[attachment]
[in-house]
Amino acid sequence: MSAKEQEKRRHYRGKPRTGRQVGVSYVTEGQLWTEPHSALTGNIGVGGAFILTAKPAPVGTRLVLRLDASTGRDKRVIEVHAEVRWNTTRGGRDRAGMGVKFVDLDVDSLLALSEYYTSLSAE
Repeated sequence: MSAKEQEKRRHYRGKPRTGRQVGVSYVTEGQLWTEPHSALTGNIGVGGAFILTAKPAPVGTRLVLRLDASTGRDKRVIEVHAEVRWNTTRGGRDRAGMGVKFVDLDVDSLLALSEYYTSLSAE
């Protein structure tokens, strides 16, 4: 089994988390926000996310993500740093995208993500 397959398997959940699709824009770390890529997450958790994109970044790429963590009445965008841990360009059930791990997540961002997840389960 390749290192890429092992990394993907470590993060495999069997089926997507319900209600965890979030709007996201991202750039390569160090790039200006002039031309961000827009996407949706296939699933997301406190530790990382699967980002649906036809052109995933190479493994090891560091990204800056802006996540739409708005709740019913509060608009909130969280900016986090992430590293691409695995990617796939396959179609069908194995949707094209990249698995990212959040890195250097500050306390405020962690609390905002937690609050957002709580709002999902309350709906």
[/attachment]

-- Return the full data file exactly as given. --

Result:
[in-house]
Amino acid sequence: MSAKEQEKRRHYRGKPRTGRQVGVSYVTEGQLWTEPHSALTGNIGVGGAFILTAKPAPVGTRLVLRLDASTGRDKRVIEVHAEVRWNTTRGGRDRAGMGVKFVDLDVDSLLALSEYYTSLSAE
Repeated sequence: MSAKEQEKRRHYRGKPRTGRQVGVSYVTEGQLWTEPHSALTGNIGVGGAFILTAKPAPVGTRLVLRLDASTGRDKRVIEVHAEVRWNTTRGGRDRAGMGVKFVDLDVDSLLALSEYYTSLSAE
């Protein structure tokens, strides 16, 4: 089994988390926000996310993500740093995208993500 397959398997959940699709824009770390890529997450958790994109970044790429963590009445965008841990360009059930791990997540961002997840389960 390749290192890429092992990394993907470590993060495999069997089926997507319900209600965890979030709007996201991202750039390569160090790039200006002039031309961000827009996407949706296939699933997301406190530790990382699967980002649906036809052109995933190479493994090891560091990204800056802006996540739409708005709740019913509060608009909130969280900016986090992430590293691409695995990617796939396959179609069908194995949707094209990249698995990212959040890195250097500050306390405020962690609390905002937690609050957002709580709002999902309350709906």